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Valentin last won the day on May 16 2017

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  1. Valentin

    Discussion Thread about Rum

    I wouldn’t give up on that thought. I do think that 浅香 (asaka) includes a possible hint. As @Chekhov MacGuffin wrote, 浅 is principally the opposite of deep: 1:川はここで浅くなっている。 1: The river has become shallow here. -> The river is shallow here. That’s the prototypical meaning. There are, however, phrases that transfer this notion to other semantic levels: 2:彼は教師としての経験が浅い。 2: As for him, experience as a teacher is shallow. -> He has little experience in teaching. 経験が浅い (experience is shallow) has become a common phrase to express that someone has little experience in something. The temporal aspect can be made even more apparent: 3:我々は知り合ってからまだ日が浅い。 3: As for us, since knowing each other, the days have still been shallow. -> We haven’t known each other for a long time. -> We have known each other for a short time. While the last translation isn’t exactly great English, I hope it clarifies that 日が浅い (days are shallow) signifies a brief time span. That can also be done more directly: 4:春はまだ浅かった。 4: The spring was still shallow. -> The spring was still young. If not many days have passed after a certain point of time, 浅 can express that something is young. Regarding 香, I see one thing standing out: While the character—like @Chekhov MacGuffin wrote as well—generally describes something that you can perceive through the nose, it’s likewise a common abbreviation for 香車 (kyousha) ‘incense chariot’. What makes it so interesting is that this is the full title of the shougi piece lance, which can only move forward. Though I don’t want to claim that this is the correct interpretation, I do think that 浅香 can be read as a short form of 浅い香車 ‘shallow lance’ and thus as lance with little experience or simply young lance. The lance’s limited mobility could refer to a straightforward assassin that doesn’t hesitate to get the job done, but also to someone who is excessively straightforward due to their lack of experience or their early age (where the former may of course be conditioned by the latter) and makes (unnecessary) mistakes as a result. Not least because there are several other ways to write the name Asaka, I’m convinced that Aoyama at least wants us to think about his choice of characters and their potential connection to shougi (whether or not they’re merely supposed to be a red herring), so I wanted in any case to point them out. To what extent this can be applied to Rum or others in the frame of a theory—I’ll leave that to you.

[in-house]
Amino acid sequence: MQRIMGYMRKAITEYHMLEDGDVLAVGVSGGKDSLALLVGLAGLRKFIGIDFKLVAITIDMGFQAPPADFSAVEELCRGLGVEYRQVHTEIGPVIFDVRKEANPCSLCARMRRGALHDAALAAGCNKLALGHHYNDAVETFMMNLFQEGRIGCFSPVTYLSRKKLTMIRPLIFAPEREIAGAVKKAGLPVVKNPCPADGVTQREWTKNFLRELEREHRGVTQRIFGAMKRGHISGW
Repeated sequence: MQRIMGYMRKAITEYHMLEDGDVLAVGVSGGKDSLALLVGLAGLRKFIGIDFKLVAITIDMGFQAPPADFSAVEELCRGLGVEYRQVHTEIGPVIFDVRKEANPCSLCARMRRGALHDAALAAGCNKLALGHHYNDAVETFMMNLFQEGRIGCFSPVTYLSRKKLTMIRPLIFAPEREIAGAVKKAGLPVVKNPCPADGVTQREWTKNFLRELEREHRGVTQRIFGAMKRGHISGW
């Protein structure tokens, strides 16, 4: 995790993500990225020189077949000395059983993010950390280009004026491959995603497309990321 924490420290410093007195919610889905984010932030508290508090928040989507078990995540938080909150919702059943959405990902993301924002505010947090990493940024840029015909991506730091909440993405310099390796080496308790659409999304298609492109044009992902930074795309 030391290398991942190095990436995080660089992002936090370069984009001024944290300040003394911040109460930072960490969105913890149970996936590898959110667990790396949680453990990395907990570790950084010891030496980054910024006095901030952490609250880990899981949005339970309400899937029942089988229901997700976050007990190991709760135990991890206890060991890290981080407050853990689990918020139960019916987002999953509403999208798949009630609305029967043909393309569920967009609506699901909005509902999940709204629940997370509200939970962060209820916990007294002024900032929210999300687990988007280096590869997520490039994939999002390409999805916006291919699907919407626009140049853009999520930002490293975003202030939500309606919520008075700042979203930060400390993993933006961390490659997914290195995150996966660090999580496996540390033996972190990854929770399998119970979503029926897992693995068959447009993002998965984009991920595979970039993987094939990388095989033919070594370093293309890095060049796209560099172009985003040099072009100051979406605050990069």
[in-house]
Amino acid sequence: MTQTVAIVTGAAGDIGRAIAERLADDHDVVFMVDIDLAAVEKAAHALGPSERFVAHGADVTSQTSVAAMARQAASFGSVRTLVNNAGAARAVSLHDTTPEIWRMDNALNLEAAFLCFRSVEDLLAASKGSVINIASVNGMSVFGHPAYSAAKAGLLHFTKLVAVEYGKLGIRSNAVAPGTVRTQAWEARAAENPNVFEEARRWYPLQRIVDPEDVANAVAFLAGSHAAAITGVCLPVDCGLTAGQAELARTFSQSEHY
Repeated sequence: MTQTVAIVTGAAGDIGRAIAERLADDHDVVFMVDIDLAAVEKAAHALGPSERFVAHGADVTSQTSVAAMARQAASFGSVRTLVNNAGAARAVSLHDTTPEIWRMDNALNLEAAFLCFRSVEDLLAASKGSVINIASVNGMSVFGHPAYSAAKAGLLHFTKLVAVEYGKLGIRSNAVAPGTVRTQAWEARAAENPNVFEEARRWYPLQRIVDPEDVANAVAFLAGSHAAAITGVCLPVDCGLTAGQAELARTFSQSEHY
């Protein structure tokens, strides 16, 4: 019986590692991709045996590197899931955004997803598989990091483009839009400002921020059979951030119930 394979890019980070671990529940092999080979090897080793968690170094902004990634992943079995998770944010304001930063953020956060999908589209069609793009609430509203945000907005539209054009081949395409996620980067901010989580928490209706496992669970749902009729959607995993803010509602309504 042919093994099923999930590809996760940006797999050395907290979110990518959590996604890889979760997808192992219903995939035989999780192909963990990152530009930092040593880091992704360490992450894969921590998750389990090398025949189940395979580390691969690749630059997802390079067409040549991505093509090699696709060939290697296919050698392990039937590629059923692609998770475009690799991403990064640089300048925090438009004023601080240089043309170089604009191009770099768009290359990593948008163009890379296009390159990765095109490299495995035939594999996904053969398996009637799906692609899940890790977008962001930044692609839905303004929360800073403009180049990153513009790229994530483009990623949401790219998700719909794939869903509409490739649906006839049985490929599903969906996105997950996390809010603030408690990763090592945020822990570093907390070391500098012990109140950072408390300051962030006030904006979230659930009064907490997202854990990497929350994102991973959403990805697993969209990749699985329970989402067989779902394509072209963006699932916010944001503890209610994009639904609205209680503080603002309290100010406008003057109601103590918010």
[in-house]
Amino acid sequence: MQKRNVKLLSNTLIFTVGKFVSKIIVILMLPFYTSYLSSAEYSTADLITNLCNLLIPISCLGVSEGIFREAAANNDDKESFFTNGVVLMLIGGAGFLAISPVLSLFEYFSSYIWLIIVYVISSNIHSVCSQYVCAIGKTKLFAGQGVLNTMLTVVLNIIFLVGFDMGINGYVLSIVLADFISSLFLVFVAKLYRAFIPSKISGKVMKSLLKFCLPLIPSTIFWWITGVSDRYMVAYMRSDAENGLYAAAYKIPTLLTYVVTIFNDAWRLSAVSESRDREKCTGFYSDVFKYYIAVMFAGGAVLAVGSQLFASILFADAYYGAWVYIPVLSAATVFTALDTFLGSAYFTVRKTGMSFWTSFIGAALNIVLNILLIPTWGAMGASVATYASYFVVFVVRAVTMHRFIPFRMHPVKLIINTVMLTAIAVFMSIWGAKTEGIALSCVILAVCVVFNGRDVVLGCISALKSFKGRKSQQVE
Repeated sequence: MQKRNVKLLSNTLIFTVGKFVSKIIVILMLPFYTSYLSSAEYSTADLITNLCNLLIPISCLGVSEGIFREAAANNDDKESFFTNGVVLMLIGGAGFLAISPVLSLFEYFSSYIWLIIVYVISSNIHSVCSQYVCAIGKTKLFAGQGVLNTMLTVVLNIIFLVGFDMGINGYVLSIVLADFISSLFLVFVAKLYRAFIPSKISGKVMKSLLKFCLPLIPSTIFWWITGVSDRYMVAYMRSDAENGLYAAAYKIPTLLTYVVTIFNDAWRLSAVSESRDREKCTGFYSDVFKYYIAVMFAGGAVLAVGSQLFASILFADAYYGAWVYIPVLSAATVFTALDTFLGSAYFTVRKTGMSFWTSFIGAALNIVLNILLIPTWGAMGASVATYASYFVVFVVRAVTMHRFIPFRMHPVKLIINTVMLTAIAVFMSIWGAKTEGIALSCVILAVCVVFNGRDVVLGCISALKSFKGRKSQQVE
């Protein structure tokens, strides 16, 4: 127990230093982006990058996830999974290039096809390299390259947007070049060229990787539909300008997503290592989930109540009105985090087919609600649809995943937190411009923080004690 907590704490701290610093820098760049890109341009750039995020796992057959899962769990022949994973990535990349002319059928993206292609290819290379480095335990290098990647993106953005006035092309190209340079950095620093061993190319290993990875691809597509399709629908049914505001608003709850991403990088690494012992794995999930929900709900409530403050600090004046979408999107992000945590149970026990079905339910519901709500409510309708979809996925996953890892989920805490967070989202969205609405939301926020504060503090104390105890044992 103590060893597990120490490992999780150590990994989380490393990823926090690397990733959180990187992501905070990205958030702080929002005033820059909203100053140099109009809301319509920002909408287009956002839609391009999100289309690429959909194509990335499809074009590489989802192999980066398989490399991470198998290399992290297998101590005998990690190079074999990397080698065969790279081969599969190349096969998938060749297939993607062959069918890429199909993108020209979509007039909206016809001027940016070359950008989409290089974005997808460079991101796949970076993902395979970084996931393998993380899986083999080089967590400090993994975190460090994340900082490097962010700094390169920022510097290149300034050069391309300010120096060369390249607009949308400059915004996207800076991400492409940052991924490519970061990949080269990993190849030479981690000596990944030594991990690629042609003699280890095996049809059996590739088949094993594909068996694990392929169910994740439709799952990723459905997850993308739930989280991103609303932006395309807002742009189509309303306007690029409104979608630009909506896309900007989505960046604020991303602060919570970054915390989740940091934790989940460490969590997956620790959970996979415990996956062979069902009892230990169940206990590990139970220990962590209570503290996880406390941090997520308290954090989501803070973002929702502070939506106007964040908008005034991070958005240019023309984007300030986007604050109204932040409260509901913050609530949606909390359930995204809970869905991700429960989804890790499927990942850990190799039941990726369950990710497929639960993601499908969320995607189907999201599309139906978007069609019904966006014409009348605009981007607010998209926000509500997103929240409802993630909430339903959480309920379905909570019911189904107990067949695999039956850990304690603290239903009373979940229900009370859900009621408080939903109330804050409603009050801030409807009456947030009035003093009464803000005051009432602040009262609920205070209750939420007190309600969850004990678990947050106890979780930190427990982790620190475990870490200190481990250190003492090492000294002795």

2. Valentin

    Discussion Thread about Rum

    As a brief supplement to Conan and Haibara’s conversation about the rooms of Amanda Hughes and Kouji Haneda, I took a closer look at those sentences in my copy of Volume 89 and tried to provide a translation as faithful and clear as possible. 1: Haibara それより引っかかるのは荒らされたまま放置されたこの部屋… [1:それより][2:引っかかるのは][3:荒らされたまま][4:放置された][5:この部屋]… [1: more than that] [2: what bothers (me)] [3: in a devastated state] [4: left behind] [5: this room] … More than that, what bothers me is this room that was left behind in a devastated state … 2: Haibara 組織の仕業ならこんな事有り得ない… [6:組織の仕業なら][7:こんな事][8:有り得ない]… [6: as for the work of the organization] [7: a thing like this] [8: inconceivable] … As for the work of the organization, a thing like this is inconceivable … 3: Haibara 何もなかったかのように立ち去るのが彼らのやり方なのに… [9:何もなかったかのように][10:立ち去るのが][11:彼らのやり方][12:なのに]… [9: as if nothing had been there] [10: to (stand up and) leave] [11: their way of doing] [12: despite] Despite leaving as if nothing had been there is their way of doing … 4: Haibara 実際、殺された資産家の部屋はそうだったみたいだし… [13:実際]、[14:殺された資産家の部屋は][15:そうだったみたいだし]… [13: in fact], [14: the room of the killed wealthy person] [15: seems to have been like that] In fact, the room of the killed wealthy person seems to have been like that … 5: Conan 確かに洗面所の蛇口の水も出しっ放しだったって書いてある… [16:確かに][17:洗面所の蛇口の水][18:も][19:出しっ放しだった][20:って書いてある]… [16: indeed] [17: the water of the tap of the bathroom] [18: also] [19: was left running] [20: is written] It is indeed written that the water of the tap of the bathroom was also left running … Someone who talks about A and then about B will use an anaphoric term in the following sentence for referring to whatever was stated last instead of forcing the hearer to guess which one of the previously mentioned things is meant. In “I had a troublesome dog. Then I had a peaceful turtle. That was much better.”, that only refers to the peaceful turtle and not to the troublesome dog that was mentioned before the peaceful turtle. Correspondingly, I can’t think of any reasonable explanation why Haibara should first (Sentence 1) talk about A (Kouji Haneda’s room “left behind in a devastated state”) and then (Sentences 2–3) contrast A (Kouji Haneda’s room “left behind in a devastated state”) with B (“leaving as if nothing had been is their way of doing”) just to eventually (Sentence 4) utter C (“seems to have been like that”) for referring back not to what was stated immediately before that (“leaving as if nothing had been there is their way of doing” in Sentences 2–3), but to what was stated at the beginning (Kouji Haneda’s room “left behind in a devastated state” in Sentence 1). She is confused by the fact that a room was left in a devastated state although the organization seems to be involved, makes the focus shift by mentioning their usual modus operandi and compares the other room with that (their usual modus operandi). So I agree with Chekhov MacGuffin and Serinox and dare say that every other reading of those words has nothing to do with natural language use. As for Conan’s reply, I have a minor remark. While it doesn’t change the sense dramatically, I think that the absence of a comma after 確かに (indeed) entails that 確かに (indeed) emphasizes the rest of the sentence instead of directly affirming Sentence 4. To illustrate that, I put indeed after it is; here are the two versions for comparison: Official Version 確かに洗面所の蛇口の水も出しっ放しだったって書いてある… It is indeed written that the water of the tap of the bathroom was also left running … Alternative Version 確かに、洗面所の蛇口の水も出しっ放しだったって書いてある… Indeed, it is written that the water of the tap of the bathroom was also left running … I think that, in the latter sentence, Conan would first agree with Haibara explicitly and then mention the rest of his answer to support what she said, whereas, in the first sentence, he would solely emphasize something that supports what she said and might agree only implicitly. Again, the difference wouldn’t be too significant; I just think that the question if Conan agrees with Haibara explicitly or perhaps only implicitly isn’t completely irrelevant either, so I at least wanted to mention it. I hope this helps to clear things up a bit.